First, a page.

AT&T didn't get any of the specturm during the FCC auction that Verizon uses for their LTE network. Remember AT&T is still using 3G data service, just at what they call 4G speeds...
Crashplan also has a service to allow you to seed your backup with a hard drive(s) It costs additional money, but helps keep that initial 8TB from taking years.. (Seeded Backup and Restore to Your Door)
I use them and although I don't have 8TB with them I do have over 150 GB and have been able to restore what I needed. I also provide my local resources as a backup target to other family members using Crashplan.
PS, I'm glad my ISP doesn't have a 300 GB cap.
Another option might be to use Crashplan with a neighbor that is within line of site and setup a private wireless network (ubiquiti Nanostation or similar product) and run crashplan between each other's houses. They get to backup their data to you, and you get to backup your data to them (however you will probably need to pay for the system since you have the lion share of the data). You could look at NAS devices that can also work with Crashplan directly. I use UnRaid with the Crashplan plugin.
With the 64 GB every few days data feed, a 10 Mbps upload Internet connection should be able to upload that data in about 15 hours.
The more expensive profession/enterprise option: LTO 5 tapes, however you are talking sever thousand dollars just for the drive, and you may need to spend more to get software to run the drive, but for capacity and portability they work well. Just make sure you test restoring from them once in a while.
Comparison doesn't really hold, as a razor without the razor blade is just a plastic handle.
And what is an inkjet printer without ink?
I haven't found anything that is less than $200, but I have a product from http://www.wi-ex.com/
It is a simple device, that takes some work to get installed correctly, but works for me.
Even at $240, if you are going to be living there for over 2 years, it is less than $10 per month if you choose to look at it that way.
Just comes down to how important is better cell phone signal to you in your basement?
Just use the wifi blocking paint that came out a few years ago. Add some to your windows and Problem solved...
I like Crossloop. It is setup as a Support site, but you/they don't pay anything unless you charge for support. There is a simple website to point the people to to request support.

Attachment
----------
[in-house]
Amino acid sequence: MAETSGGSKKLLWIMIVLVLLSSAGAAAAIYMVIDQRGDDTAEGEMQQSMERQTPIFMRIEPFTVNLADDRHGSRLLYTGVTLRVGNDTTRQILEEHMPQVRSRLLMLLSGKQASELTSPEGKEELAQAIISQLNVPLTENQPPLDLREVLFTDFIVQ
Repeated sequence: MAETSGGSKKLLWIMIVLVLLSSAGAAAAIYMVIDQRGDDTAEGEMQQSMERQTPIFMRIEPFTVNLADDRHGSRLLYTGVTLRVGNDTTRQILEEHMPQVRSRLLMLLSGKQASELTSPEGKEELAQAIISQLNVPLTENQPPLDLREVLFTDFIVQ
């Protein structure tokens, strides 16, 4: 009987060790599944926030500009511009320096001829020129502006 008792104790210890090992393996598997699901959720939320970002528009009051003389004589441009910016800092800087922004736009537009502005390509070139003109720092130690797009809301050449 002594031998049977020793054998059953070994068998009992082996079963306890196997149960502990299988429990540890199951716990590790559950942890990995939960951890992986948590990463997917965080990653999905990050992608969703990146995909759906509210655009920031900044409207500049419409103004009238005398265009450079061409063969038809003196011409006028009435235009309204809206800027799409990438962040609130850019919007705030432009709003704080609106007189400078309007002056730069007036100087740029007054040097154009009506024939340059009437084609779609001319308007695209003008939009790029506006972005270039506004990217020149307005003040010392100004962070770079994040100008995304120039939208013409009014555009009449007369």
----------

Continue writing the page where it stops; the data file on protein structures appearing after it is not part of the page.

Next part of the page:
I just recently returned from a trip to India and found that many of the cyber cafes and family homes that I visited were not running the latest service-packs for Windows. I would attribute that to mostly being because although they had "broadband" their speed even during off hours were more around the range of 64 to 128 Kbps with high latency due to over subscription. Can any of you imagine downloading Windows XP SP3 over that kind of connection? (Setup a speed limiter on your next bit torrent download at about 5 KBs/40 kbps and see how long that file takes to transfer) Along with the problem that most computers are purchased as cheaply as possible so they frequently run with the minimum amount of ram possible, making the use of Antivirus software and the latest Service packs way too slow to even browse the web.
Security patches and Anti-virus updates that are several megabytes a piece are fine for someone with a lowly 512 kbps broadband connection, but understand that most people in these countries like China and India still have very large modem and slow DSL that is extremely over subscribed at the ISP.
Even here in the US there are many people that have dial-up even if other options are available because they don't feel the broadband options provide a good cost/performance ratio. $40 for 512kbps WISP connection or $10 for a cheap dial-up connection. $480 + install for the first year, or $120 for a year of dial-up over a phone line they already have...
Please keep in mind that although 5+ Mbps broadband is available in most Metro markets there are still a lot of people that have much slower connections making many online services out of reach (Steam, hulu, and to some security patches).
I also was noticing this for the last several years since LCDs have started taking over. I had a Dell C820 (I think) 5 years ago with a 15" 1600x1200 display and loved it. The number of applications, or telnet windows I could have open at the same time was outstanding. However to get anywhere close to that resolution with an external display required an additional 6" (21" total) to the screen size and cost as much as the laptop did...
Why can't I get something that has that small of a dot pitch (ppi) in an external display?!?